Our Women on the Ground: Essays by Arab Women Reporting from the Arab World
“Lebanese-British journalist Zahra Hankir has gifted us with these women’s experiences and their voices.”
“To be a journalist is to bear witness, the rest is no more than ornamentation.”
—Roger Cohen, New York Times foreign correspondent
This first of its kind essay collection in which 19 Arab and Middle Eastern women journalists, reporters, and photographers share their experiences couldn’t be more timely or important. With Islamophobia rising and conflicts in the Middle East growing, women’s reportorial voices, missing until now, are more vital than ever, as are the voices of Arabs who live and work in the region and who understand the cultures about which they write as no outsider could.
United by their feminism, journalistic skills, and their extraordinary courage, the intrepid contributors to this collection join the sisterhood of women war reporters like Martha Gellhorn, Marie Colvin, and others. They take risks, dodge bullets, and crawl around ruins to reveal what has happened in horrific conflicts in places like Syria and Yemen, and they put a human face on all of it. Many of the faces are female, even though they may be veiled or covered by burkas.
There is Nour Malas, a Syrian American journalist, setting the scene as she watches refugees fleeing from violence in Syria. “Women in loose robes dragged toddlers, babies propped on their hips. Men carrying parents and grandparents on their shoulders stepped ahead, calling back for assurances as women collapsed in the heat. Flimsy plastic bags, crammed with clothes and other belongings, dangled off shoulders and wrists. . . . the scene at the Syrian-Iraqi border seemed almost biblical.”
Rejecting the male-driven rule of journalism that one must maintain distance from their subject, Palestinian journalist Asma Al-Ghoul recalls being in her hometown of Rafah in Gaza after an Israeli attack in 2014. Donning a bullet-proof vest and helmet, she enters the conflict zone and makes her way to the hospital. There she recognizes a dead baby and then enters a room “where a distraught, hysterical mother was wailing. She asked if I had come across a baby dressed in pink. . . . She didn’t know he was dead and everyone was hiding the tragedy from her. She held me as if she knew I wouldn’t lie to her, begging me to tell her the truth. . . . When I told her that her child was among the dead, the woman collapsed, and so, too, did my role as a journalist. . . . I acted as a mother.”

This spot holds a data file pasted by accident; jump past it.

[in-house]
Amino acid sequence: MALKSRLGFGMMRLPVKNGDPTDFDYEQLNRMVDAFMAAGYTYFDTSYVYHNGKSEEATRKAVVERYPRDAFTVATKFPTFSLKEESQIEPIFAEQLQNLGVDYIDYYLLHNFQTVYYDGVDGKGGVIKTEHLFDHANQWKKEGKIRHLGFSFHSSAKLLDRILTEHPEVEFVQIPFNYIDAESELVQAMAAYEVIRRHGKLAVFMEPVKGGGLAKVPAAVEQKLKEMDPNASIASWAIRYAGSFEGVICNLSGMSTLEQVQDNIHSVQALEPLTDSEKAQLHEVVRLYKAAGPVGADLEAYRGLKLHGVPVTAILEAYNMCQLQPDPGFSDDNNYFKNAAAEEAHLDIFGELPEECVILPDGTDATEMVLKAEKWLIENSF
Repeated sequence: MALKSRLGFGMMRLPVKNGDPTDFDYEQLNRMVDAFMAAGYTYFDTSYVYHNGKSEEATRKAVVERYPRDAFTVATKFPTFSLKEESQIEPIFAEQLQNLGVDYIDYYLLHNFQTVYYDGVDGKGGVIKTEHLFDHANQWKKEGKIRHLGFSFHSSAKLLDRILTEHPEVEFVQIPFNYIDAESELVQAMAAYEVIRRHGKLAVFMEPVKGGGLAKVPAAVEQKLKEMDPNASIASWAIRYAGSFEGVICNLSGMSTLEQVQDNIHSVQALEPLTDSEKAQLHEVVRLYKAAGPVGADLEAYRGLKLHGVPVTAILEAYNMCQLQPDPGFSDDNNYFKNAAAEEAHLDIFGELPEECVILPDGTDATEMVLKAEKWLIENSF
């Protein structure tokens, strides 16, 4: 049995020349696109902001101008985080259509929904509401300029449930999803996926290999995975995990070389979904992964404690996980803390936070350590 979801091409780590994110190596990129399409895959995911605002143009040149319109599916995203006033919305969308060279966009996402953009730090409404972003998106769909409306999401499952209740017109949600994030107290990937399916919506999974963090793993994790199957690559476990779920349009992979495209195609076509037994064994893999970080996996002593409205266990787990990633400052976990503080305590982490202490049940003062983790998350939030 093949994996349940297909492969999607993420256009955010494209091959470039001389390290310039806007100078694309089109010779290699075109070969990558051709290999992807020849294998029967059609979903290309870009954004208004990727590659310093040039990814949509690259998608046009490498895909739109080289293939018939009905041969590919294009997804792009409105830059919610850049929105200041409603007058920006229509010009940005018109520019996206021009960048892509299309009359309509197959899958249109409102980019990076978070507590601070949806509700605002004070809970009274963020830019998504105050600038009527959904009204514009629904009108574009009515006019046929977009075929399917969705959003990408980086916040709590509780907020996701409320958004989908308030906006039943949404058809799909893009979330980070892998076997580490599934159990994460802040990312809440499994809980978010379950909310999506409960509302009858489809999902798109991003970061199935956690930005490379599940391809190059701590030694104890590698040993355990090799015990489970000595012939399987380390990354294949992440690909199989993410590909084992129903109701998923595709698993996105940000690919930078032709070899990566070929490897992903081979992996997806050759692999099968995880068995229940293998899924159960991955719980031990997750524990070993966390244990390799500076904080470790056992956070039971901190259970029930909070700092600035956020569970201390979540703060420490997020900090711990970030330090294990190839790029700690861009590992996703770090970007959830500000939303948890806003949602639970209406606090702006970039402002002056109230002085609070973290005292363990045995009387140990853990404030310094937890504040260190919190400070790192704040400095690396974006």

Tere is Hind Hassan, a Vice News correspondent who lives in London, sharing her feelings after spending a night safely in the home of a family in ISIS country. “Meeting the family and many others was humbling. My strict upbringing, identity crisis, and experiences with racism had made me feel like a victim. But here, my privilege was striking, and the sense of shame I felt was overwhelming. These were proud people—abundant in generosity. I couldn’t shake the feeling of immense guilt that it was down to pure luck that I lived in England, and that these families had lived under the control of a death cult.”
It is reflections and remembrances like these that give this collection its power as they reveal strength and courage not only among the contributors but inherent in so many of the people they encounter as they seek to reveal the horrors of war, and the hopes that still prevail despite Middle East conflicts.
These are daring, personal, and heartfelt tales of troubling times well told. They shatter stereotypes and offer a necessary view on a part of the world too frequently misunderstood, while revealing the sexism and harassment that women journalists encounter while doing their difficult work. They help us understand why women continue to do this dangerous work, perhaps best expressed by photographer Amira Al-Sharif. “Whenever I think of giving up, I remember I cannot because many girls are relying on me to show the world what fighting spirits they are.”
Lebanese-British journalist Zahra Hankir has gifted us with these women’s experiences and their voices. For that women, journalists, editors, and newsrooms can be grateful.